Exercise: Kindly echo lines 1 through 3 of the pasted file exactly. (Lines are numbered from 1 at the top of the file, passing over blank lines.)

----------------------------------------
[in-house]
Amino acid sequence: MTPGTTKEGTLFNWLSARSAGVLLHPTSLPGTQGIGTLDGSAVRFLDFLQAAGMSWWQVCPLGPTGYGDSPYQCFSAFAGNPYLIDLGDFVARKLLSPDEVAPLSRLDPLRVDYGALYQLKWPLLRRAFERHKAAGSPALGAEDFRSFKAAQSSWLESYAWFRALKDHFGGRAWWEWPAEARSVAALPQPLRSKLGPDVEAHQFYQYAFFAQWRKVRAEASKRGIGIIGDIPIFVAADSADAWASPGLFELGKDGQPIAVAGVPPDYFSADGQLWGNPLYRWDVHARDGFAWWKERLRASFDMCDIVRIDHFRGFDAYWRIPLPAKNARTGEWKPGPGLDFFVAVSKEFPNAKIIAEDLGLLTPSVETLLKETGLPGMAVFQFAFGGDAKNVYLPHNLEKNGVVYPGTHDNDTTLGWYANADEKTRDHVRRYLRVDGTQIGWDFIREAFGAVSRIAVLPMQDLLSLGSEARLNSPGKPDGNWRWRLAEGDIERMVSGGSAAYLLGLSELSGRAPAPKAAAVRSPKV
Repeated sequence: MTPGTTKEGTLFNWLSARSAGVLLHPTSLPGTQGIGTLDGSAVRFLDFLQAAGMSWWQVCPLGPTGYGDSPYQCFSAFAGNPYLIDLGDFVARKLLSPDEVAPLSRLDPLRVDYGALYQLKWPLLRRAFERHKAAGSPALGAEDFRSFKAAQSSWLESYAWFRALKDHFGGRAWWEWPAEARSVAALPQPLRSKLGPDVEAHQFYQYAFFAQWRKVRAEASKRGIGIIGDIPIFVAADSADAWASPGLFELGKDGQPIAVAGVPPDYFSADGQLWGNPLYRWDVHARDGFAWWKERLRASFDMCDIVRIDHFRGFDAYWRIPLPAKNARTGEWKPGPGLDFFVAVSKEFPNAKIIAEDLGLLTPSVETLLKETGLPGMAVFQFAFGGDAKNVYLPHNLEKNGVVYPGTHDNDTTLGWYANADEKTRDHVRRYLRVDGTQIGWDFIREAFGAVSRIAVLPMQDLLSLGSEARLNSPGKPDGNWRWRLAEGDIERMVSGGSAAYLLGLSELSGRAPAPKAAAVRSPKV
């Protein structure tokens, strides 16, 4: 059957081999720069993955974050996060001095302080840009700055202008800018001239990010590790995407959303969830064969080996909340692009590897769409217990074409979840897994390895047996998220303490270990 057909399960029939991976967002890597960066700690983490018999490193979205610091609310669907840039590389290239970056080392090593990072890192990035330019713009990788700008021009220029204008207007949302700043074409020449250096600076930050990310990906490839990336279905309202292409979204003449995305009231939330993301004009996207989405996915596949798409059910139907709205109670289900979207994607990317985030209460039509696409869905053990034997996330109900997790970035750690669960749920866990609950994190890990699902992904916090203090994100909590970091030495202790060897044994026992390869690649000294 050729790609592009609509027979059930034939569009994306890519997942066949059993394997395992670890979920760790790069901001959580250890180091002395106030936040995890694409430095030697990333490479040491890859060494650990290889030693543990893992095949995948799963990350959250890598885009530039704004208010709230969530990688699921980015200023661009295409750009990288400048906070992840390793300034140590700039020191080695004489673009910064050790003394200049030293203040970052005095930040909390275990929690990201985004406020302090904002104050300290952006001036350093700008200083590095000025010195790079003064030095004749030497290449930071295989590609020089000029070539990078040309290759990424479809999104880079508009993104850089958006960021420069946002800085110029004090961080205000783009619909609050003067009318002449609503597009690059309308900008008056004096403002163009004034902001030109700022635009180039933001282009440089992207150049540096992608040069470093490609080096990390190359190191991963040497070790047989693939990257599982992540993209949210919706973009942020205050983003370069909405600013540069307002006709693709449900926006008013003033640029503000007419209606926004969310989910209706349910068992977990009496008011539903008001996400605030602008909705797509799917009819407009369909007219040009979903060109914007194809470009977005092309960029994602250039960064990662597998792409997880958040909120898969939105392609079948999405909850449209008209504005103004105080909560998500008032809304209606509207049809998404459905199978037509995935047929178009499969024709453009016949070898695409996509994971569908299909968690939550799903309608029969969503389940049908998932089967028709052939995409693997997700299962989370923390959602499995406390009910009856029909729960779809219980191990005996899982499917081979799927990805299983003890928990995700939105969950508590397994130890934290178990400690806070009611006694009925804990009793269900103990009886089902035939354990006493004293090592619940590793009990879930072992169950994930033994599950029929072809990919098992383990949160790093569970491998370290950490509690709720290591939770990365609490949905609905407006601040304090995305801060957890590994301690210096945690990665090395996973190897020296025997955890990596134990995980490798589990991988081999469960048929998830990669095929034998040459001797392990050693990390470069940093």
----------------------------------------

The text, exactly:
[in-house]
Amino acid sequence: MTPGTTKEGTLFNWLSARSAGVLLHPTSLPGTQGIGTLDGSAVRFLDFLQAAGMSWWQVCPLGPTGYGDSPYQCFSAFAGNPYLIDLGDFVARKLLSPDEVAPLSRLDPLRVDYGALYQLKWPLLRRAFERHKAAGSPALGAEDFRSFKAAQSSWLESYAWFRALKDHFGGRAWWEWPAEARSVAALPQPLRSKLGPDVEAHQFYQYAFFAQWRKVRAEASKRGIGIIGDIPIFVAADSADAWASPGLFELGKDGQPIAVAGVPPDYFSADGQLWGNPLYRWDVHARDGFAWWKERLRASFDMCDIVRIDHFRGFDAYWRIPLPAKNARTGEWKPGPGLDFFVAVSKEFPNAKIIAEDLGLLTPSVETLLKETGLPGMAVFQFAFGGDAKNVYLPHNLEKNGVVYPGTHDNDTTLGWYANADEKTRDHVRRYLRVDGTQIGWDFIREAFGAVSRIAVLPMQDLLSLGSEARLNSPGKPDGNWRWRLAEGDIERMVSGGSAAYLLGLSELSGRAPAPKAAAVRSPKV
Repeated sequence: MTPGTTKEGTLFNWLSARSAGVLLHPTSLPGTQGIGTLDGSAVRFLDFLQAAGMSWWQVCPLGPTGYGDSPYQCFSAFAGNPYLIDLGDFVARKLLSPDEVAPLSRLDPLRVDYGALYQLKWPLLRRAFERHKAAGSPALGAEDFRSFKAAQSSWLESYAWFRALKDHFGGRAWWEWPAEARSVAALPQPLRSKLGPDVEAHQFYQYAFFAQWRKVRAEASKRGIGIIGDIPIFVAADSADAWASPGLFELGKDGQPIAVAGVPPDYFSADGQLWGNPLYRWDVHARDGFAWWKERLRASFDMCDIVRIDHFRGFDAYWRIPLPAKNARTGEWKPGPGLDFFVAVSKEFPNAKIIAEDLGLLTPSVETLLKETGLPGMAVFQFAFGGDAKNVYLPHNLEKNGVVYPGTHDNDTTLGWYANADEKTRDHVRRYLRVDGTQIGWDFIREAFGAVSRIAVLPMQDLLSLGSEARLNSPGKPDGNWRWRLAEGDIERMVSGGSAAYLLGLSELSGRAPAPKAAAVRSPKV